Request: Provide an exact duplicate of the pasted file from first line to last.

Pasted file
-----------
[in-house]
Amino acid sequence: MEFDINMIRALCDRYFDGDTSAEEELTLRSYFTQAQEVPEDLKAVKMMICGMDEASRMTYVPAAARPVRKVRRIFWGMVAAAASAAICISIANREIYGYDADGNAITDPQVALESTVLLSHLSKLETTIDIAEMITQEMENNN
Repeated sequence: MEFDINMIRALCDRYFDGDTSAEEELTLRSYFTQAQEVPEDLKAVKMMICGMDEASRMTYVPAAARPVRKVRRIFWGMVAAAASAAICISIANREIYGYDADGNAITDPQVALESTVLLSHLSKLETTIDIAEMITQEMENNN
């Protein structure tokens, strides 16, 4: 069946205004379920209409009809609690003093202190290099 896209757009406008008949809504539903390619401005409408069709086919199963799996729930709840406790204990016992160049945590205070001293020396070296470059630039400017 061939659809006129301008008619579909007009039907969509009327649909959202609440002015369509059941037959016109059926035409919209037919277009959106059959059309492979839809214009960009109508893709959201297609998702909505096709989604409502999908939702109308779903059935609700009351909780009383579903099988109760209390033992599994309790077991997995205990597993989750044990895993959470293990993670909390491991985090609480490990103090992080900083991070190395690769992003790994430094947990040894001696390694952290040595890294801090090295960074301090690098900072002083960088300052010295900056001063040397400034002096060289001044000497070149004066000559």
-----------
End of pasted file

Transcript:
[in-house]
Amino acid sequence: MEFDINMIRALCDRYFDGDTSAEEELTLRSYFTQAQEVPEDLKAVKMMICGMDEASRMTYVPAAARPVRKVRRIFWGMVAAAASAAICISIANREIYGYDADGNAITDPQVALESTVLLSHLSKLETTIDIAEMITQEMENNN
Repeated sequence: MEFDINMIRALCDRYFDGDTSAEEELTLRSYFTQAQEVPEDLKAVKMMICGMDEASRMTYVPAAARPVRKVRRIFWGMVAAAASAAICISIANREIYGYDADGNAITDPQVALESTVLLSHLSKLETTIDIAEMITQEMENNN
């Protein structure tokens, strides 16, 4: 069946205004379920209409009809609690003093202190290099 896209757009406008008949809504539903390619401005409408069709086919199963799996729930709840406790204990016992160049945590205070001293020396070296470059630039400017 061939659809006129301008008619579909007009039907969509009327649909959202609440002015369509059941037959016109059926035409919209037919277009959106059959059309492979839809214009960009109508893709959201297609998702909505096709989604409502999908939702109308779903059935609700009351909780009383579903099988109760209390033992599994309790077991997995205990597993989750044990895993959470293990993670909390491991985090609480490990103090992080900083991070190395690769992003790994430094947990040894001696390694952290040595890294801090090295960074301090690098900072002083960088300052010295900056001063040397400034002096060289001044000497070149004066000559």